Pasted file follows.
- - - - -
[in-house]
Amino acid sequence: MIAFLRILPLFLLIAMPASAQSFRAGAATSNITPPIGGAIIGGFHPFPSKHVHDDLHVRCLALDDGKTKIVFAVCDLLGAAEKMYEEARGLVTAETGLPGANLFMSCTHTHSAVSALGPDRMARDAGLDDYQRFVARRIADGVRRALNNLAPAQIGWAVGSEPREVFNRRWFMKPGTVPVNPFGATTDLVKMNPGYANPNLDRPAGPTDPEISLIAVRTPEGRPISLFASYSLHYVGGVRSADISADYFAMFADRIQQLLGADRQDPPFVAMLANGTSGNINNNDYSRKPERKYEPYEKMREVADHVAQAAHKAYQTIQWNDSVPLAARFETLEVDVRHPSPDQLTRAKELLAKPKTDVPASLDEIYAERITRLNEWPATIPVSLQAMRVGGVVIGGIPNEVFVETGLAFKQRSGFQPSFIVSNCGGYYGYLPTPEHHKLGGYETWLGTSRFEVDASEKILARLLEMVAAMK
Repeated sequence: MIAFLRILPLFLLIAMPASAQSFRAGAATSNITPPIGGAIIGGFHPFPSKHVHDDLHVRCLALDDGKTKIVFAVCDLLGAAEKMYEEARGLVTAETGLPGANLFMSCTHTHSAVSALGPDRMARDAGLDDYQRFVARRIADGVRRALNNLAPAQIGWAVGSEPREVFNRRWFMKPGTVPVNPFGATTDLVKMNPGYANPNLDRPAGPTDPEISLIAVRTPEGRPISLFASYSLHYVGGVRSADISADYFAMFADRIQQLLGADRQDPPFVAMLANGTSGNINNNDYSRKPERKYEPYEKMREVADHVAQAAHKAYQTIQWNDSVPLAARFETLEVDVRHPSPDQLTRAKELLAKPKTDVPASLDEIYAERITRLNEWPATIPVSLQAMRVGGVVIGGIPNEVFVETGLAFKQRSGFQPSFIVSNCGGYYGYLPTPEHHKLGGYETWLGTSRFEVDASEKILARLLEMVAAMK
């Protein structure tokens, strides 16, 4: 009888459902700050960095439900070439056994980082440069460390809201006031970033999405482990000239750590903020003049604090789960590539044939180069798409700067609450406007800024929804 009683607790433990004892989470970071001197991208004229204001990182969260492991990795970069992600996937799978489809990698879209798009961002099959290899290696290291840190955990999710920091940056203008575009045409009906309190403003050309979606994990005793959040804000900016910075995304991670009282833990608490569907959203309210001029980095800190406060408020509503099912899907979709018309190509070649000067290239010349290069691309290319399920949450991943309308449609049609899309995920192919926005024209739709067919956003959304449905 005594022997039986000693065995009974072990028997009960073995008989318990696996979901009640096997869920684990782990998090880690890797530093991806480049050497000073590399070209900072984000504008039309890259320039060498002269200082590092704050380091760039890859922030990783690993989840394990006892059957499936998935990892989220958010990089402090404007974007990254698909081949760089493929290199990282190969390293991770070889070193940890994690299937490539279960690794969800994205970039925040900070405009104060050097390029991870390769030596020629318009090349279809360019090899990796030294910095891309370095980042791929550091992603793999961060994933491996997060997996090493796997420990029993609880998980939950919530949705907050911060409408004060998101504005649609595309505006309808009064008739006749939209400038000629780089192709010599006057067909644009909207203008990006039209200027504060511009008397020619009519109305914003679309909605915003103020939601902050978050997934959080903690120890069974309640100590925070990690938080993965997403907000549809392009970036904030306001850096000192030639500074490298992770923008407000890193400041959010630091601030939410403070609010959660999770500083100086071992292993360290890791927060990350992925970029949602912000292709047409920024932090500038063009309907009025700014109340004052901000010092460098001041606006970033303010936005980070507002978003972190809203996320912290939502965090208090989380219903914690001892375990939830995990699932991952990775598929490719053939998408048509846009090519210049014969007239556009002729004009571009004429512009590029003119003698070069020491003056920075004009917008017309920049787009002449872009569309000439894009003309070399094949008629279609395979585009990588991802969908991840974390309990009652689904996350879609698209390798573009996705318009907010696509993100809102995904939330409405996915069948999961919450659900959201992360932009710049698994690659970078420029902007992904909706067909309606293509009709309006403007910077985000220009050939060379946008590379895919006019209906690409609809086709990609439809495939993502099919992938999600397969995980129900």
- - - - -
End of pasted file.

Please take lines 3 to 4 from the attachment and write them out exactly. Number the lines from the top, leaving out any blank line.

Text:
Repeated sequence: MIAFLRILPLFLLIAMPASAQSFRAGAATSNITPPIGGAIIGGFHPFPSKHVHDDLHVRCLALDDGKTKIVFAVCDLLGAAEKMYEEARGLVTAETGLPGANLFMSCTHTHSAVSALGPDRMARDAGLDDYQRFVARRIADGVRRALNNLAPAQIGWAVGSEPREVFNRRWFMKPGTVPVNPFGATTDLVKMNPGYANPNLDRPAGPTDPEISLIAVRTPEGRPISLFASYSLHYVGGVRSADISADYFAMFADRIQQLLGADRQDPPFVAMLANGTSGNINNNDYSRKPERKYEPYEKMREVADHVAQAAHKAYQTIQWNDSVPLAARFETLEVDVRHPSPDQLTRAKELLAKPKTDVPASLDEIYAERITRLNEWPATIPVSLQAMRVGGVVIGGIPNEVFVETGLAFKQRSGFQPSFIVSNCGGYYGYLPTPEHHKLGGYETWLGTSRFEVDASEKILARLLEMVAAMK
């Protein structure tokens, strides 16, 4: 009888459902700050960095439900070439056994980082440069460390809201006031970033999405482990000239750590903020003049604090789960590539044939180069798409700067609450406007800024929804 009683607790433990004892989470970071001197991208004229204001990182969260492991990795970069992600996937799978489809990698879209798009961002099959290899290696290291840190955990999710920091940056203008575009045409009906309190403003050309979606994990005793959040804000900016910075995304991670009282833990608490569907959203309210001029980095800190406060408020509503099912899907979709018309190509070649000067290239010349290069691309290319399920949450991943309308449609049609899309995920192919926005024209739709067919956003959304449905 005594022997039986000693065995009974072990028997009960073995008989318990696996979901009640096997869920684990782990998090880690890797530093991806480049050497000073590399070209900072984000504008039309890259320039060498002269200082590092704050380091760039890859922030990783690993989840394990006892059957499936998935990892989220958010990089402090404007974007990254698909081949760089493929290199990282190969390293991770070889070193940890994690299937490539279960690794969800994205970039925040900070405009104060050097390029991870390769030596020629318009090349279809360019090899990796030294910095891309370095980042791929550091992603793999961060994933491996997060997996090493796997420990029993609880998980939950919530949705907050911060409408004060998101504005649609595309505006309808009064008739006749939209400038000629780089192709010599006057067909644009909207203008990006039209200027504060511009008397020619009519109305914003679309909605915003103020939601902050978050997934959080903690120890069974309640100590925070990690938080993965997403907000549809392009970036904030306001850096000192030639500074490298992770923008407000890193400041959010630091601030939410403070609010959660999770500083100086071992292993360290890791927060990350992925970029949602912000292709047409920024932090500038063009309907009025700014109340004052901000010092460098001041606006970033303010936005980070507002978003972190809203996320912290939502965090208090989380219903914690001892375990939830995990699932991952990775598929490719053939998408048509846009090519210049014969007239556009002729004009571009004429512009590029003119003698070069020491003056920075004009917008017309920049787009002449872009569309000439894009003309070399094949008629279609395979585009990588991802969908991840974390309990009652689904996350879609698209390798573009996705318009907010696509993100809102995904939330409405996915069948999961919450659900959201992360932009710049698994690659970078420029902007992904909706067909309606293509009709309006403007910077985000220009050939060379946008590379895919006019209906690409609809086709990609439809495939993502099919992938999600397969995980129900």